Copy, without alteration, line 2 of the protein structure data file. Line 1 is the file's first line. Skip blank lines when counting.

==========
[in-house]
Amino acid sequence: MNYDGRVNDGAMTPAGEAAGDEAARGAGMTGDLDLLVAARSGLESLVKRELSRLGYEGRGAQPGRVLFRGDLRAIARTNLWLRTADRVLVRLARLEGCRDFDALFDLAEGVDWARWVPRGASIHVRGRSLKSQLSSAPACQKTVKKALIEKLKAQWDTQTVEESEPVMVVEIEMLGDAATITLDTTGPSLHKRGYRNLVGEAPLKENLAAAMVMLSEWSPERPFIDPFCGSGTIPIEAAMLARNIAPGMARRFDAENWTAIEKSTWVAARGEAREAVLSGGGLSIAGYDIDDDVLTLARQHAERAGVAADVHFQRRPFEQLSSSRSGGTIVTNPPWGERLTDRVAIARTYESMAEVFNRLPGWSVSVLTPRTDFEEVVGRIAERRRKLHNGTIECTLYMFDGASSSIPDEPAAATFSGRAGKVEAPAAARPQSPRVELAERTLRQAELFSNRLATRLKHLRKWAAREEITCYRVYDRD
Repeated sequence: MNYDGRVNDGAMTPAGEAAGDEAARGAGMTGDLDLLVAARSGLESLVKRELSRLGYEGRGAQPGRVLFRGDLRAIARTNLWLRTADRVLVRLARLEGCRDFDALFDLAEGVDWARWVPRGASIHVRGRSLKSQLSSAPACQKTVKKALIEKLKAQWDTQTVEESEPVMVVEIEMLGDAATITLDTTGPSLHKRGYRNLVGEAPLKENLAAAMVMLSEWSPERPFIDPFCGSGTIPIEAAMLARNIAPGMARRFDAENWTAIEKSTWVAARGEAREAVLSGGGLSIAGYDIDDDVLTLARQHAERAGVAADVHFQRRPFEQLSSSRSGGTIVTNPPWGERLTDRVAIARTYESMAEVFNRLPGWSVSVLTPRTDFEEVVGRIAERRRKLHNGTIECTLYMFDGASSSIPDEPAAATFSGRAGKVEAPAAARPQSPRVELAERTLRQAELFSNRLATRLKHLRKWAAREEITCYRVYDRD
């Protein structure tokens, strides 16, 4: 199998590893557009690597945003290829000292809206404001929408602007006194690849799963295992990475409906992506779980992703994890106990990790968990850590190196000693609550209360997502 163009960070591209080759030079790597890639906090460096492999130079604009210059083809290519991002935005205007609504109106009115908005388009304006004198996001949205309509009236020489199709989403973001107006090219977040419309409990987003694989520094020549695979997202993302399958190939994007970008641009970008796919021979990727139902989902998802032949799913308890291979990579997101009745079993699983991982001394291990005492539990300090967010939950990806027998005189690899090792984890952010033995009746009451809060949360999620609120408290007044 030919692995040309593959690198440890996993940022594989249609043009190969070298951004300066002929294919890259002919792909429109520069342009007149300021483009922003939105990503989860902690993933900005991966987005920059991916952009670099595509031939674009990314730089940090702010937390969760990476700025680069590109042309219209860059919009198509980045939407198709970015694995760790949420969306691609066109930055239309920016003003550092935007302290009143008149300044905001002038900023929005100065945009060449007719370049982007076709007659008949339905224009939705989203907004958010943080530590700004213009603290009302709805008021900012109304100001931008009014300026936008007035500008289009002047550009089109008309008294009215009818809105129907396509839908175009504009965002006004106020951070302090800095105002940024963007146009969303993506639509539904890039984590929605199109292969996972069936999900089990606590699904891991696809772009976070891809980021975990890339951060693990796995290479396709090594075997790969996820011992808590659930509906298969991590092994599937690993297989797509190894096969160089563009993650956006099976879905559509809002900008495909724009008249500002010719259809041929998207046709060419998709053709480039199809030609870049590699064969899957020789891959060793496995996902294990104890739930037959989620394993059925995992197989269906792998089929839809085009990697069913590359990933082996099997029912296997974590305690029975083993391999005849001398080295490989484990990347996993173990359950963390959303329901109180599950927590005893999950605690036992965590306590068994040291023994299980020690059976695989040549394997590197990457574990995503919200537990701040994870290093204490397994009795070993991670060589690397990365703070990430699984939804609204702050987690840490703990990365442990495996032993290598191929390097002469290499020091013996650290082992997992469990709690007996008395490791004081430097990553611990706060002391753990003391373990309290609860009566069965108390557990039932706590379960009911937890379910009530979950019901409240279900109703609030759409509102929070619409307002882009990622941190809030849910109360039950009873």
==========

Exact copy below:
Amino acid sequence: MNYDGRVNDGAMTPAGEAAGDEAARGAGMTGDLDLLVAARSGLESLVKRELSRLGYEGRGAQPGRVLFRGDLRAIARTNLWLRTADRVLVRLARLEGCRDFDALFDLAEGVDWARWVPRGASIHVRGRSLKSQLSSAPACQKTVKKALIEKLKAQWDTQTVEESEPVMVVEIEMLGDAATITLDTTGPSLHKRGYRNLVGEAPLKENLAAAMVMLSEWSPERPFIDPFCGSGTIPIEAAMLARNIAPGMARRFDAENWTAIEKSTWVAARGEAREAVLSGGGLSIAGYDIDDDVLTLARQHAERAGVAADVHFQRRPFEQLSSSRSGGTIVTNPPWGERLTDRVAIARTYESMAEVFNRLPGWSVSVLTPRTDFEEVVGRIAERRRKLHNGTIECTLYMFDGASSSIPDEPAAATFSGRAGKVEAPAAARPQSPRVELAERTLRQAELFSNRLATRLKHLRKWAAREEITCYRVYDRD